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Re: Real life scenario - requirements (local addressing)



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Why do this example give me the feeling that we are arguing over 
sacrificing the functionality for the majority for a few special cases. 
The real problem is a long-term scalable private address solution. 
There are other WG(s) looking at that.

- - kurtis -

On torsdag, aug 7, 2003, at 03:54 Europe/Stockholm, Andrew White wrote:

> A 'real life' deployment scenario.
>
> (a) I set up a local network.  I currently have no ISP, but I want my
> network to 'just work' out of the box.  This network consists of 
> (initially)
> three routers, plus other infrastructure.
>
> (b) Sometime later I decide I want internet connectivity, so I connect 
> to an
> ISP.  I add my ISP provided address to my network in addition to the
> address/es that are there already.  For argument's sake, let's say the 
> ISP
> doesn't have IPv6 capability, so I use a 6to4 address.
>
> I do not want my internal addressing exposed outside the network, so I
> filter my addresses.  I do use the ISPs addresses for external 
> connectivity.
>
> (c+d) Meanwhile, my friend has done the same thing, except that his 
> ISP DOES
> offer IPv6, so he has a 'real' IPv6 address.
>
> (e) We connect our two local networks together (either by VPN tunnel 
> or a
> wireless link - doesn't matter).  We can now send local traffic to each
> other, and out either ISP.
>
> (f) Sometime later I disconnect my ISP, and we use just his ISP.
>
> (g) Sometime later I disconnect my network from his.
>
> (h) Sometime later I register with a new ISP, and get a new IPv6 
> prefix.
>
>
> Salient points:
>
> (1) At points (a), (c) and (g) we have networks that are standalone 
> and have
> no connection to an ISP or the global internet.  Further, the networks 
> in
> (a) and (c) have never had such a connection.  The users don't want to 
> have
> to register to get an address that works.
>
> (2) In (b), the external (6to4) prefix is unstable.  Many ISPs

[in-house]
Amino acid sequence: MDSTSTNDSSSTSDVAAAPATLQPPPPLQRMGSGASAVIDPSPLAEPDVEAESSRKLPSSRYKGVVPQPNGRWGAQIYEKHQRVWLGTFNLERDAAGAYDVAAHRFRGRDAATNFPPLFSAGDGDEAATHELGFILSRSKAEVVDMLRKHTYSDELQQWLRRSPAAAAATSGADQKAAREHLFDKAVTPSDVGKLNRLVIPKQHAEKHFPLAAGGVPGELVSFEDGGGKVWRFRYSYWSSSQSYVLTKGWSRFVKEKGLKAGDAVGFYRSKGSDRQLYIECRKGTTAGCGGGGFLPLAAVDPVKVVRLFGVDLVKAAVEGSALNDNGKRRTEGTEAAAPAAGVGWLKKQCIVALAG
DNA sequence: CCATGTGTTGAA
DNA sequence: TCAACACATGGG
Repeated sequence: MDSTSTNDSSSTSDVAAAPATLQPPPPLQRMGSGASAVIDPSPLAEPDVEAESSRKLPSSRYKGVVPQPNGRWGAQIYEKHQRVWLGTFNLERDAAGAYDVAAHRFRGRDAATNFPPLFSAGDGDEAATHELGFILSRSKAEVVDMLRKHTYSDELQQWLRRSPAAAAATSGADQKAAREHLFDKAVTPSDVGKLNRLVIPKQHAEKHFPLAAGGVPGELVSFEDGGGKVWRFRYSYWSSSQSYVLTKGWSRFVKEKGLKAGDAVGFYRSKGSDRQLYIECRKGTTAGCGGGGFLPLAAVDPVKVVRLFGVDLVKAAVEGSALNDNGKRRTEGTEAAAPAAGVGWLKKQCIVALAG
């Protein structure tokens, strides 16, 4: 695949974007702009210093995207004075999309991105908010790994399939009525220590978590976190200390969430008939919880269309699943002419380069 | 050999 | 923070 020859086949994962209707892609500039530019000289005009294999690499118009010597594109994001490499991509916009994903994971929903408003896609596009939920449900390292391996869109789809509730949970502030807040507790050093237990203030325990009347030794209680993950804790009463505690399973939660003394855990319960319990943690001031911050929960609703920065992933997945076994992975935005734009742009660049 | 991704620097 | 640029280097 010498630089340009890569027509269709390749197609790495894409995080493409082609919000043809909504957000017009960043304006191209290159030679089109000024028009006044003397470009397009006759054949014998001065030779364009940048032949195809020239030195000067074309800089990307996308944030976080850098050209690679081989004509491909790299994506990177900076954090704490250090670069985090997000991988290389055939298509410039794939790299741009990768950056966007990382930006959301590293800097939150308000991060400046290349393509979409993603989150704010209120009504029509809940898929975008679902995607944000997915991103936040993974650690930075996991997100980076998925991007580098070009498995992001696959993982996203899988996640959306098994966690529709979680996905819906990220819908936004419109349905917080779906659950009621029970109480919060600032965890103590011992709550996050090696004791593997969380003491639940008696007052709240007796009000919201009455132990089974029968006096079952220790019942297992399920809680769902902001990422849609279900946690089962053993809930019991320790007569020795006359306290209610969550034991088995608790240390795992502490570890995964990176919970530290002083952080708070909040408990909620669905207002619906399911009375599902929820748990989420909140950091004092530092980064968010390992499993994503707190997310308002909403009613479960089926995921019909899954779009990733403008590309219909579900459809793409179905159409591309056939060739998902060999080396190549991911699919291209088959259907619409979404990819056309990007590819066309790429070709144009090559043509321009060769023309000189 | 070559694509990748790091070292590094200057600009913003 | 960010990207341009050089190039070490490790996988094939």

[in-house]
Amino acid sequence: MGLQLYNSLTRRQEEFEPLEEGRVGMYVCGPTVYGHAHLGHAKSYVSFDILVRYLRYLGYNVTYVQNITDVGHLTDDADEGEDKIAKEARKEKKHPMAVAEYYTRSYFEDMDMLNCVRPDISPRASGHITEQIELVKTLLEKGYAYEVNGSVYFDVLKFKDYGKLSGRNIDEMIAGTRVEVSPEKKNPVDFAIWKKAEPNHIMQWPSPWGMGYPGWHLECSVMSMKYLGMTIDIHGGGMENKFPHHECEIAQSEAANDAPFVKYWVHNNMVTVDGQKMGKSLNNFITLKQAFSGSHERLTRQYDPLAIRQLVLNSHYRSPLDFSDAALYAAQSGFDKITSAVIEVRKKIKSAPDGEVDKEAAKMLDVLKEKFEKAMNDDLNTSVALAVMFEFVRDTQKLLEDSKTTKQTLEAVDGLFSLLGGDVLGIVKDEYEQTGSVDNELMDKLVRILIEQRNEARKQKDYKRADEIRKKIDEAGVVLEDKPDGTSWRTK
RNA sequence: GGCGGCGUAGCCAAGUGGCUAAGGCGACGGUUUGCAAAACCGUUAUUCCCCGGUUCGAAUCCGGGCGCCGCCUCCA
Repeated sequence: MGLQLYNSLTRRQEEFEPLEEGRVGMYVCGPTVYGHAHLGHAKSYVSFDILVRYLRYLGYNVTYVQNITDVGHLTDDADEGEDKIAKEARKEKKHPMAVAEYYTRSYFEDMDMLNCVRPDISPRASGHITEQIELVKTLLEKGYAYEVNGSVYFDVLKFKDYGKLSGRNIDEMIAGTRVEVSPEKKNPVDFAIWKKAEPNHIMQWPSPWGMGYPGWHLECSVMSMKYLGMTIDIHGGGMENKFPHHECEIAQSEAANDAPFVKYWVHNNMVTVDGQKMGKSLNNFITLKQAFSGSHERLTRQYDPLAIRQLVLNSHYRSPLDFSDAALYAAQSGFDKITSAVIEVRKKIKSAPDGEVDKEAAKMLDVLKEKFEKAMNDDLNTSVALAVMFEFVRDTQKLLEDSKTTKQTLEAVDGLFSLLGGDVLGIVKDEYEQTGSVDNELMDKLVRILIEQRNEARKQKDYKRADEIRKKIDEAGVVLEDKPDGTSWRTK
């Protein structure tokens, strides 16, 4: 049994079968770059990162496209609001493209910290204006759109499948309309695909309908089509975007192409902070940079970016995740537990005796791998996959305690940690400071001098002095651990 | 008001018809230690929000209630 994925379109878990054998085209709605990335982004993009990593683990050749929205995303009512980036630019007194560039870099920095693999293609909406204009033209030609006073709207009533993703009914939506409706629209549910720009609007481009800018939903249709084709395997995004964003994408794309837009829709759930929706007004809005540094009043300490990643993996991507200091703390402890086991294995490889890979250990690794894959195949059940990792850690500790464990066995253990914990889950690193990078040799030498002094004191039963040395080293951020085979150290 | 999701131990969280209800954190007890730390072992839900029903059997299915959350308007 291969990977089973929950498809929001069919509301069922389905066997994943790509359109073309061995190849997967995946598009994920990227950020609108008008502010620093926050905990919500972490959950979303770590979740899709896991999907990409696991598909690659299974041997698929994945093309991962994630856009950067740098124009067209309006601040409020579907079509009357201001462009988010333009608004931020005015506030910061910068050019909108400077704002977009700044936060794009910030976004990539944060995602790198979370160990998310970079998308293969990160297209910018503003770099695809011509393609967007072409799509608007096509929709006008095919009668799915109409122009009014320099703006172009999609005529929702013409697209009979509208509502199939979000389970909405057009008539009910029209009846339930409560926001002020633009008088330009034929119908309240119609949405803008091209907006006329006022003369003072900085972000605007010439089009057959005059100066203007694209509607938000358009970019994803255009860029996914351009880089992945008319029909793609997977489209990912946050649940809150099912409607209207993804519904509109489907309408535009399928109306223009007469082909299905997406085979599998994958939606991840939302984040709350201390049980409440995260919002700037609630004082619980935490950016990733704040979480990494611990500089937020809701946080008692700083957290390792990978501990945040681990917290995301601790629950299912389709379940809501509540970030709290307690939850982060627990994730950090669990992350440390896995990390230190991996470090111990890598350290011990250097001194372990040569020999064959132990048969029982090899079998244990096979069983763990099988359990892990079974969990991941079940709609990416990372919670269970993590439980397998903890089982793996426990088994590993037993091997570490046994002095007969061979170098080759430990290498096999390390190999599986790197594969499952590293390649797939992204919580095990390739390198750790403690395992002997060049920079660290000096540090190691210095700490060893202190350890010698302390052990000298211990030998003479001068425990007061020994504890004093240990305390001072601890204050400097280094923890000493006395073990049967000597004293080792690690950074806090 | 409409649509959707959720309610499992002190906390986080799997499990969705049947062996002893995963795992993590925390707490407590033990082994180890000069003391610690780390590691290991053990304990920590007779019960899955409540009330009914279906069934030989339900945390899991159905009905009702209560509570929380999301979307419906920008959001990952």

> allocate a
> temporary IPv4 internet address, and change these frequently.
>
> (3) The set of global prefixes valid for the network changes over time.
>   (a) None
>   (b) #1 (my 6to4)
>   (e) #1 and #2 (friend's v6)
>   (f) #2
>   (g) None
>   (h) #3 (my new v6)
>
> (4) The only 'reliable' address that the hosts in my network have is 
> the
> local one they started with.
>
> This example is quite similar to Tony's research ship example, with the
> possible caveat that a research ship might be big and organised enough 
> to
> register with an ISP to get an address space plus connectivity they 
> never
> intend to use.
>
>
> Consequences:
>
> - I need some form of local addressing that is not dependent on anyone 
> or
> anything connected to the global internet.
>
> - I need this local addressing unique enough that I can safely join my
> network and my friend's network together and allow them to swap 
> prefixes.
>
> - I want hosts in my network to prefer my local address scheme when 
> talking
> to other hosts in my network.  I want hosts in my network to prefer 
> one of
> the local schemes when talking to hosts in my friend's network (since I
> don't want the packets to leave 'our' network).  I want hosts in my 
> network
> to prefer global addresses when talking externally.
>
> - I want my local addresses filtered at appropriate borders, preferably
> without having to set it up myself.
>
> - The ISPs probably want my local addresses filtered too.
>
>
> Looks suspiciously like the filtered local address proposal, doesn't 
> it?
>
> -- 
> Andrew White
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